Several weeks ago I included in a post an excerpt of the book “The Beautiful Struggle” [Ta-Nehesi Coates, 2008, Speigel & Grau publisher].  I hadn’t at that time read the entire book, but knew it was beautifully written.  After a friend wrote that she was reading it, I went out and got a copy.  I finished it this morning.
Years ago, decades - when I was in my 20’s - I wanted to write a novel of very short excerpts of hundreds of people’s lives around the world at one moment and try to show how they affected one another, knowingly or not.  I never had the skill to try then, and today I’m glad that I didn’t try.  Some photographer, years later, had a similar thought and had thousands of people around the world take photos at the same time, or as much the same as possible.  I thought it was an amazing effort, but I thought the book he produced failed.
Ta-Nehesi Coates’ book points out to me how poor my effort would have been then, and would be, I believe, for any writer, no matter the power of his skill.  Coates opens an entirely different world than any I could have imagined.  My book would have been an unreal vision of people very much like myself.  Coates reveals people very different, people whose lives I could never have been able to understand, much less write about.  And if such a different world existed in my own country, how would I ever have been able to portray a culture different from what my small mind could conceive anywhere?
It is the power of Coates skills that brings the people of The Beautiful Struggle to life in words.  It is also immensely satisfying to read of the feelings of a young boy and be able to recognize very similar feelings in myself as I grew up.  In another world altogether, a small town in northern Ohio, I was an outsider, floating somehow through a world I didn’t understand or feel a part of.  But there our similarities end.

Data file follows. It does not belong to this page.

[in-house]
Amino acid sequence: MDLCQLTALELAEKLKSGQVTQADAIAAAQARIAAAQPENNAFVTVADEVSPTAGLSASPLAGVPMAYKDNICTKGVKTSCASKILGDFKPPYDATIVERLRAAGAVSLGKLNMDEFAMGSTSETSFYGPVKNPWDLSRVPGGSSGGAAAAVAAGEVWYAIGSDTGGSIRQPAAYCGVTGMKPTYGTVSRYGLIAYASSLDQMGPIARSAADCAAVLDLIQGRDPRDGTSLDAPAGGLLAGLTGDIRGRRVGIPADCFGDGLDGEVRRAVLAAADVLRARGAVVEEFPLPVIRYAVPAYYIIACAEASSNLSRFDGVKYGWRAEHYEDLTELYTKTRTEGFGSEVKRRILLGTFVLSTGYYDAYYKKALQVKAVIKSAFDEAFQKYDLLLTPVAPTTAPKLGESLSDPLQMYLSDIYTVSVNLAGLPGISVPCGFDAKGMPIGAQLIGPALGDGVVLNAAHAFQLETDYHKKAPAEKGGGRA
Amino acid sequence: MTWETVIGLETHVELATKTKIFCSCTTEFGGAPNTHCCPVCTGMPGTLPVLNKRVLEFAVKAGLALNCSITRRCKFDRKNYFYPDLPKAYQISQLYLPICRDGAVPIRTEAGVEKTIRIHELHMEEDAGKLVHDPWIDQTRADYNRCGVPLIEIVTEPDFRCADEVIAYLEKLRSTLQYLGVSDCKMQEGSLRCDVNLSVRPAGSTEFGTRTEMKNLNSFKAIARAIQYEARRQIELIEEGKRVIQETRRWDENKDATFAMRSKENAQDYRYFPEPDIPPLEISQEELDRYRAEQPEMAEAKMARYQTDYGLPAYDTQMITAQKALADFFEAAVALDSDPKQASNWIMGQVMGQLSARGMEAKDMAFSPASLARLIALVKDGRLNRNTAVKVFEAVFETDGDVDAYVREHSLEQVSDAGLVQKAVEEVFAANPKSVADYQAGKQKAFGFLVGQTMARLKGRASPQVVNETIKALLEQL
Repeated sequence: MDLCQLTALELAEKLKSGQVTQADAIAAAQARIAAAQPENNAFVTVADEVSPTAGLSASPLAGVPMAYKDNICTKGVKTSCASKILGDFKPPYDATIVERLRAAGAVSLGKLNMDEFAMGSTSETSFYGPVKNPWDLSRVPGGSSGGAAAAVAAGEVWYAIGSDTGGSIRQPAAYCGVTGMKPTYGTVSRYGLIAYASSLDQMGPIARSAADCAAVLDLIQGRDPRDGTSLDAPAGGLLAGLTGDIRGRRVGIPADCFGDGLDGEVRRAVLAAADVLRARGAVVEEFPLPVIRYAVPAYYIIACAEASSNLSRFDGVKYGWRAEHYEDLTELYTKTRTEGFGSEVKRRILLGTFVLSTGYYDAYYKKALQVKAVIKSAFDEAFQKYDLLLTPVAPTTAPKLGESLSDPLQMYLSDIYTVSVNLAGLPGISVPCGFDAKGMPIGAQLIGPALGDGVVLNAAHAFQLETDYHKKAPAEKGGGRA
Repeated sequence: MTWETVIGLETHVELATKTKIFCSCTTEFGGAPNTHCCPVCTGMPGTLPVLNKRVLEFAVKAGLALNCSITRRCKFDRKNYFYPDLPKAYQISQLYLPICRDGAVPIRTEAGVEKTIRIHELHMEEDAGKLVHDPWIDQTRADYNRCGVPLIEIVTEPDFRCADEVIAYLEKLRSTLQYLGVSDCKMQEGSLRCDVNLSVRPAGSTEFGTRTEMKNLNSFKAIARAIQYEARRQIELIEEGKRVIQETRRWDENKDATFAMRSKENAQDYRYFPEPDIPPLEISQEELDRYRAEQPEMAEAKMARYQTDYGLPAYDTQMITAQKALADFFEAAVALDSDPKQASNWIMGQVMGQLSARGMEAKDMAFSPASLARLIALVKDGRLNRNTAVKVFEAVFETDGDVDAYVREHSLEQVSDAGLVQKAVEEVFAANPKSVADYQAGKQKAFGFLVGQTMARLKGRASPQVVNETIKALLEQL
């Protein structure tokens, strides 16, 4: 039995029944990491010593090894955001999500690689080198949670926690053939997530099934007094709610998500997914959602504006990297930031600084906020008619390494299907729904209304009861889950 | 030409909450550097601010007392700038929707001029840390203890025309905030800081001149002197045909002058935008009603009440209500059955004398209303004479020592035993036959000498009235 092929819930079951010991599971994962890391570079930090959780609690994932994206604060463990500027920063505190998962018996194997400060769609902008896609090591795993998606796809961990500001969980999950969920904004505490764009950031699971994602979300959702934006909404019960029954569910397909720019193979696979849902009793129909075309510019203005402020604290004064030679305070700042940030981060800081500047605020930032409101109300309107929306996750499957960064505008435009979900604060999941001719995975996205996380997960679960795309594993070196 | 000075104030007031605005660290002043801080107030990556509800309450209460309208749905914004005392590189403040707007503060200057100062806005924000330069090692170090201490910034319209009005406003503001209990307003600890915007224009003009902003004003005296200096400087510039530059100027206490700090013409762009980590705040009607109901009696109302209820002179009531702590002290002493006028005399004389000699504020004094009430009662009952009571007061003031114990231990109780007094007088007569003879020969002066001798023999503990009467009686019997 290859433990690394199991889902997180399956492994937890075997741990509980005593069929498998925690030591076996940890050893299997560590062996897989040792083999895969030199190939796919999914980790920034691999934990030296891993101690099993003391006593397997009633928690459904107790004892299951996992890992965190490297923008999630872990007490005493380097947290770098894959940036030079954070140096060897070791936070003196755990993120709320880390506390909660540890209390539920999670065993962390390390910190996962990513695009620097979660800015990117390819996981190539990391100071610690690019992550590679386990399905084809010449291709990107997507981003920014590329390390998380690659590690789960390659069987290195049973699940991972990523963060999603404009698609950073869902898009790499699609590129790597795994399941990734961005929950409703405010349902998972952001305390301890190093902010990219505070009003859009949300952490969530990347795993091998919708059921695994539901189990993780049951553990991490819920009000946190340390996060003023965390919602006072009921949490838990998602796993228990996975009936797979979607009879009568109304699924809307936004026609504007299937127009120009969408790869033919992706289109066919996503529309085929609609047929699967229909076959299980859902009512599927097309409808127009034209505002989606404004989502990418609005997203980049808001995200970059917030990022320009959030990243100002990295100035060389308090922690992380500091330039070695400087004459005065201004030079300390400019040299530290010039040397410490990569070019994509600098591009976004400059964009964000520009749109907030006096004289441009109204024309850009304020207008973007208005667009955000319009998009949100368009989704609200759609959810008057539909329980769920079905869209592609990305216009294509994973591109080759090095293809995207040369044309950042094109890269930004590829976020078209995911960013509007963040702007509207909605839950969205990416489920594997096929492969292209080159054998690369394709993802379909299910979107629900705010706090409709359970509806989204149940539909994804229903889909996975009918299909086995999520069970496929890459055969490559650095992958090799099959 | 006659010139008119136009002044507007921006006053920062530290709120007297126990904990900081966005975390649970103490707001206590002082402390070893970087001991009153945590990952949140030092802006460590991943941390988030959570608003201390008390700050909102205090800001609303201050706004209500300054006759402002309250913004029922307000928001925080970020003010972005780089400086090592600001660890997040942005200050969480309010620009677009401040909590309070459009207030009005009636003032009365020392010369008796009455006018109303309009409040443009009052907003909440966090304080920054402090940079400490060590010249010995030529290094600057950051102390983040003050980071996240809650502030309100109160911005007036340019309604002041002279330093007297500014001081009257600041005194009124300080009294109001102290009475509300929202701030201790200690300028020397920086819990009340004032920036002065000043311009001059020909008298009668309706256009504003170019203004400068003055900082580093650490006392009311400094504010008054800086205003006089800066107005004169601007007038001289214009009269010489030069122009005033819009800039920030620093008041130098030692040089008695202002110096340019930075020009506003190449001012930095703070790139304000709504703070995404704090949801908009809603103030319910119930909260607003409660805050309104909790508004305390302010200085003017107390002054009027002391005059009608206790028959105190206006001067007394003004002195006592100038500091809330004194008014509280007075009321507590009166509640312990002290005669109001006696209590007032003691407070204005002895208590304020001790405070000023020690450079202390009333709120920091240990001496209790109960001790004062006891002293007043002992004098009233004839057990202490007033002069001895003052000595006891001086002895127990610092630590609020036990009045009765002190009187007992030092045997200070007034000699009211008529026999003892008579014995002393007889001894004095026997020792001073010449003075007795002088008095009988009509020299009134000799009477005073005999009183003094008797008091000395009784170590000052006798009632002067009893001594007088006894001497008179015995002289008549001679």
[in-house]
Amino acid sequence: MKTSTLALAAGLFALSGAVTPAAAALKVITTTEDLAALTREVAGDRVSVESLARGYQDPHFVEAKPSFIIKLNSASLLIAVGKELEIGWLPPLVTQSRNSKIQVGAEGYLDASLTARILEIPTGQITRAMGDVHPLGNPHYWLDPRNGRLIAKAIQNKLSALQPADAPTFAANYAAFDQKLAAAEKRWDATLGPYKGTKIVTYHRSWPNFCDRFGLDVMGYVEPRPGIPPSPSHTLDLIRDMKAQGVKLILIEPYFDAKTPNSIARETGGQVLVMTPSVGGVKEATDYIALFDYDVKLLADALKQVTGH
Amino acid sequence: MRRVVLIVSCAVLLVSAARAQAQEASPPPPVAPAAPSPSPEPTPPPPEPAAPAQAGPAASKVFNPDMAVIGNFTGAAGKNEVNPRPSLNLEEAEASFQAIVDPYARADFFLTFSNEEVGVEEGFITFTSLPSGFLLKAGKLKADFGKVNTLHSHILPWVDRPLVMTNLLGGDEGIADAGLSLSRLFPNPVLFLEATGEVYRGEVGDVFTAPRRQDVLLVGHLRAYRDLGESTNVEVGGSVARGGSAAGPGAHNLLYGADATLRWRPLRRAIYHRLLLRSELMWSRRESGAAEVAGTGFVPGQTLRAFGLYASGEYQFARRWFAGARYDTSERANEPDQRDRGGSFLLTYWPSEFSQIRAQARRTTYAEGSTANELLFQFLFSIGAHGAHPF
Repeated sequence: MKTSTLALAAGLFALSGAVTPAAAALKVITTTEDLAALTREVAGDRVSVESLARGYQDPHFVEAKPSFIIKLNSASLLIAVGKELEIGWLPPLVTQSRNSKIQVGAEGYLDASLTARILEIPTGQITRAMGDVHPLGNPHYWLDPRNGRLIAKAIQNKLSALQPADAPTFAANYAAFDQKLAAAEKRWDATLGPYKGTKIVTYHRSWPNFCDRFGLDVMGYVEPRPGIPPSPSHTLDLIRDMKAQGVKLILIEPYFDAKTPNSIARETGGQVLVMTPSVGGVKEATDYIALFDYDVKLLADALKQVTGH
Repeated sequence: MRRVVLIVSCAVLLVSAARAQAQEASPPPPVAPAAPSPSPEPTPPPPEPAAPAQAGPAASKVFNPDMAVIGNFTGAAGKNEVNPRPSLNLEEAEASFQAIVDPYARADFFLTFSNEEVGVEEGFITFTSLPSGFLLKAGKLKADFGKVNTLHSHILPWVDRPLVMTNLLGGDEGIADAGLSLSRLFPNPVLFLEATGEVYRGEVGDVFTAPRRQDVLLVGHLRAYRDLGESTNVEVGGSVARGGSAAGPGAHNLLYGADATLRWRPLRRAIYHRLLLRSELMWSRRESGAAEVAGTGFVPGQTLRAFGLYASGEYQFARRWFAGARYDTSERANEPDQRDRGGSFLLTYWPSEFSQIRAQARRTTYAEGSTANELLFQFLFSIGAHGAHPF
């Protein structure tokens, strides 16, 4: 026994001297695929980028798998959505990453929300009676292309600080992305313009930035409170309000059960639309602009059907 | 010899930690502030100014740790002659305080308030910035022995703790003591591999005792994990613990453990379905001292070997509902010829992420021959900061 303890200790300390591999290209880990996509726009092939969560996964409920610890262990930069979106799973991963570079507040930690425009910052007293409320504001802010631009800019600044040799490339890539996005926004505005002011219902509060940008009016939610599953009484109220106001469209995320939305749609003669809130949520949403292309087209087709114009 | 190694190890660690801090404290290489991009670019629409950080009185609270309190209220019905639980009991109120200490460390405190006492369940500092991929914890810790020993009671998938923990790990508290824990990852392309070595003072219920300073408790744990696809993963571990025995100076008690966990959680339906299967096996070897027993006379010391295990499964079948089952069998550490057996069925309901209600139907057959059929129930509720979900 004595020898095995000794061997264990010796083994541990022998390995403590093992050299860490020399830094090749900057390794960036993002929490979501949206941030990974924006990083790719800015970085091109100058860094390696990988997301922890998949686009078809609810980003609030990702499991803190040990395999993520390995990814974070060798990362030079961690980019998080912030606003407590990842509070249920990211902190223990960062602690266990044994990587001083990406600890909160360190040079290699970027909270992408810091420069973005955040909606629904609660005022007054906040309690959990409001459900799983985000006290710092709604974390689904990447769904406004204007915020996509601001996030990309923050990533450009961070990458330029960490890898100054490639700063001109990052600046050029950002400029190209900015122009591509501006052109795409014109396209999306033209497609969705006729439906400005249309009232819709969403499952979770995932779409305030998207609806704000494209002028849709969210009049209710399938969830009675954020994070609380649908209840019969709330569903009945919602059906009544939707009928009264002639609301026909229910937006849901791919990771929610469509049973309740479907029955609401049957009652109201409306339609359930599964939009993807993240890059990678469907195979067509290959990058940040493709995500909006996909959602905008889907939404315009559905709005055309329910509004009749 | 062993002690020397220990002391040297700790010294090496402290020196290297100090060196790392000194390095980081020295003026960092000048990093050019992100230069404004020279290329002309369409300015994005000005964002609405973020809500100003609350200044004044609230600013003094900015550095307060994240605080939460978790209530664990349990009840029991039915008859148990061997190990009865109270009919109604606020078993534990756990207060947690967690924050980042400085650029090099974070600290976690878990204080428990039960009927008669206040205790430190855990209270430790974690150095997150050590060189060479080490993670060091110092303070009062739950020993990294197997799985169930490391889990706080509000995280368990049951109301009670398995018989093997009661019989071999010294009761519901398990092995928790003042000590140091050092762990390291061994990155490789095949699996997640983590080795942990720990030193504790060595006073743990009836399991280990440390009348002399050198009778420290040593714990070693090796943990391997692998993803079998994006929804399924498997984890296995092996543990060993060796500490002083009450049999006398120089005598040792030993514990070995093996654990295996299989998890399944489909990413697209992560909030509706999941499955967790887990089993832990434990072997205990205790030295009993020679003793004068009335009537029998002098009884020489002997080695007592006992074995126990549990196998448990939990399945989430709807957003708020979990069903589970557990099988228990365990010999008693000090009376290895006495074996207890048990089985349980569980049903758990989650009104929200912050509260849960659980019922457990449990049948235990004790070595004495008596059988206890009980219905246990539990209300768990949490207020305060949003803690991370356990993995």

Today Coates writes for The Atlantic magazine and a blog on their web site.  I’ve seen him on discussion panels on TV.  I’d like very much to read a connecting book about the time between the end of The Beautiful Struggle and today.  For me it would be equally interesting.  But, I’m thankful for this book, and thankful even more for the opening of the possibilities of very different worlds, cultures, and life that I hadn’t been aware of.  It is that new awareness, even if I don’t understand, that I am most thankful for in this book.

Years ago, when stationed at Charleston AFB, SC, I had a barracks roommate who was black.  This was in 1958, and many of the struggles of blacks to gain their freedom was yet to come.  He was from New Orleans as I remember, and had a very aggressive, angry attitude.  I could never reach beyond or understand his anger, and as a result we were continually in each others face.  After reading Coates I begin to see portions.  Why that experience comes back now is interesting in itself.

I want to consider that for a while.  I've a small story I wrote about an experience in Charleston that may illustrate more about my feeble trying to be at least aware of black people's problems then, and I may pull it out and post it here.

For now, however, I'm grateful that I've begun posting.  Now perhaps I can become a blogger again.